Friday, October 15, 2010

The Coast to Coast 72-Hr AR (2010)

It's hard to explain to some people why it is that we do the crazy shit we do. To a lot of people, the Coast to Coast Adventure Race sounds like the craziest of them all.  As much as what you are about to read sounds like nothing but pain and misery, rest assured that we do these races because in the end, we enjoy them. We have fun doing them and I personally wouldn't give it up for anything....

This was my sixth straight C2C race.  Team Nature Calls was going to be just me and Lori this time around.  We tried to get our usual 4-person team together, but most of our other teammates had prior engagements and could not race with us.  But that was fine with us.  Lori and I have great racing chemistry together and we knew we'd have a fun time out there.

Day One - The Start

The 2010 Coast to Coast Adventure Race started in Crystal River, FL at 4:00AM on Thursday, September 30th.  All the teams gathered at the back of the Days Inn hotel while Elias and Dennis (the race organizers) gave us a few last minute instructions. A few minutes before 4:00AM, we took off.

Trek 1 - 7.5 miles

The first leg of the 250 mile race was a trekking/running section.  Fairly simple and easy point-to-point run.  We just had to run six miles north on SR19 to the Felburn Boat Ramp on a canal that led to Lake Rousseau, where we would transition into our kayaks. Not much to tell about this section as there were no checkpoints to find. We made it to the boat ramp along side most of the other teams, quickly jumped on our kayak and took off in the dark waters of the canal.

Paddle 1 - 23 miles

The first paddle was pretty straight forward.  We paddled Northeast on the canal until we reached Lake Rousseau.  From there we'd continue NE through the lake and onto the Rainbow River finally ending our paddle at Rainbow Springs.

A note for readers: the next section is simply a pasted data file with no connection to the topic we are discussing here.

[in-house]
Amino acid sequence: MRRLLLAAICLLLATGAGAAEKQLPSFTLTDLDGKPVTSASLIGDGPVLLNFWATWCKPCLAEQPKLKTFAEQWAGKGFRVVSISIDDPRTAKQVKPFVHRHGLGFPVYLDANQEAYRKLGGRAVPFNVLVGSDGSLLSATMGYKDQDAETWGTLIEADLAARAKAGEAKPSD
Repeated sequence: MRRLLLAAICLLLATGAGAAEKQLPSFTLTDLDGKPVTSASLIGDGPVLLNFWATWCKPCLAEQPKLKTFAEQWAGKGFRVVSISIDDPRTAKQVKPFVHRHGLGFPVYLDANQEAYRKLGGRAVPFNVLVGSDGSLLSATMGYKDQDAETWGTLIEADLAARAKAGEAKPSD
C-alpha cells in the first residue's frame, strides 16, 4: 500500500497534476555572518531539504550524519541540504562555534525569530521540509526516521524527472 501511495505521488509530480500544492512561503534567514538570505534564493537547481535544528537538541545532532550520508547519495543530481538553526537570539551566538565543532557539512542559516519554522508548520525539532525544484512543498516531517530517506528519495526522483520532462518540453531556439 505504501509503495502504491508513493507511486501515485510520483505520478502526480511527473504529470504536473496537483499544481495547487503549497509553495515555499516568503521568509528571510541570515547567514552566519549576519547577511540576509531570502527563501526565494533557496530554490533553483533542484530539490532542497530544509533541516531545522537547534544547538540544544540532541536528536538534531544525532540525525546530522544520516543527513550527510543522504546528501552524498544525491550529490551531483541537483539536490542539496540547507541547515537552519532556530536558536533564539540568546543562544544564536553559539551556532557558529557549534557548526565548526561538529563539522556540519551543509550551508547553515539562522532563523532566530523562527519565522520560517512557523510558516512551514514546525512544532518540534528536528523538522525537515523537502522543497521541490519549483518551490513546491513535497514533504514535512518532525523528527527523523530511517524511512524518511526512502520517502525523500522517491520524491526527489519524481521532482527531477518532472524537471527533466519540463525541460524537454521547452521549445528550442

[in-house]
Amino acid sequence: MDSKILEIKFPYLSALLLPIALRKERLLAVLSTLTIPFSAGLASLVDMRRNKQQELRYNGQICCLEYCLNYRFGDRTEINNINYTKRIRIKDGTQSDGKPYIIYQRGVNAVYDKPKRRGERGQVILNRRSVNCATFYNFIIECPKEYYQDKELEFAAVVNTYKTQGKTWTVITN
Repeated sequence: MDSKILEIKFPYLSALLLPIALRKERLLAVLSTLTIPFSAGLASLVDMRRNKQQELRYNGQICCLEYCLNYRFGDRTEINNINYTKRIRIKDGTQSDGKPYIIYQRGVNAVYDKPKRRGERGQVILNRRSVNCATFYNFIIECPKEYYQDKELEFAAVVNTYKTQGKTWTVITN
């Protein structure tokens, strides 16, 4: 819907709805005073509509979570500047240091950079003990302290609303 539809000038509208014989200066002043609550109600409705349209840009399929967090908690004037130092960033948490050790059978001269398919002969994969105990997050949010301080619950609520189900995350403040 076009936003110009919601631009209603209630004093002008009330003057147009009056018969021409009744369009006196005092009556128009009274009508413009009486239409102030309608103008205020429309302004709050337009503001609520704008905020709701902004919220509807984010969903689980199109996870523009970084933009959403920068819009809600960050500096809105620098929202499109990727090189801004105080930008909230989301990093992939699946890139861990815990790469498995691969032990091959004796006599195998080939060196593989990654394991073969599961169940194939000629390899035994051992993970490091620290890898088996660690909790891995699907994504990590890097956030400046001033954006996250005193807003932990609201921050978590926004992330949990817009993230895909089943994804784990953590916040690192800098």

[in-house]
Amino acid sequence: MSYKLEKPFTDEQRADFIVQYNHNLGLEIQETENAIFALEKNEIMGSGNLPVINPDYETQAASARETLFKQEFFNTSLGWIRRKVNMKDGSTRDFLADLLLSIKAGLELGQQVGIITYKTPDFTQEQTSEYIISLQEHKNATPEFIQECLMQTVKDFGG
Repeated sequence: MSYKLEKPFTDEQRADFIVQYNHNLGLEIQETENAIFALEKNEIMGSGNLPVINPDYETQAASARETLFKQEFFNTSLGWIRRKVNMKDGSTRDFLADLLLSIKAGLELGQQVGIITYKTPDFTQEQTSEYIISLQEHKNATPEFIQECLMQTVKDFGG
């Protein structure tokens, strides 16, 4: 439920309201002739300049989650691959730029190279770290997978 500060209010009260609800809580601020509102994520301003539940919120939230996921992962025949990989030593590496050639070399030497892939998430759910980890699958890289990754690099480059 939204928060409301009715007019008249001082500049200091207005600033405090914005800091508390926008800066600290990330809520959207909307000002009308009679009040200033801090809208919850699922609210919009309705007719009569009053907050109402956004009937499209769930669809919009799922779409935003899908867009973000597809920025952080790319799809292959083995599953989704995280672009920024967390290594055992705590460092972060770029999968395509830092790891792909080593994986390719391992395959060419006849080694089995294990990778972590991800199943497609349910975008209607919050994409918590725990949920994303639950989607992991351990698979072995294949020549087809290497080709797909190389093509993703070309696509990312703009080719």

At Rainbow Springs we had an underwater checkpoint ("OP Sleepmonsters").  This is the second time this year I have one of these underwater points.  So I put on my goggles and dove into the awesome 72 degree water of the spring.  The checkpoint was easy to get and the water felt great! We quickly jumped back into the boat and paddle back south for about a mile or so to our final destination at the KB Hole Campground.

Tubing - 4 miles

At KB Hole we got off the boats and picked up some tubes. This is something new to me in adventure racing.  I had never done a tubing leg before.

Now you'd think this would be easy because you can just sit back on the tube and relax.  Not quite.  The river does not flow very fast, so the tube ride down river would have taken quite a while. So all the team took their kayak paddles on the tube.  Again, you would think that this would have been a piece of cake, but try it someday.  Trying to paddle while sitting on a tube is not an easy thing.  It took Lori and I about a mile to get a good system working.

But this section was actually very fun.  We mostly spent the tube section with Team Pangea and passed the time joking around and talking, trying to rest our legs for the very long bike ride we had ahead of us. We finished the tubing section in about an hour and a half, and now the race was about to get very, very interesting.

Bike 1 - 53 miles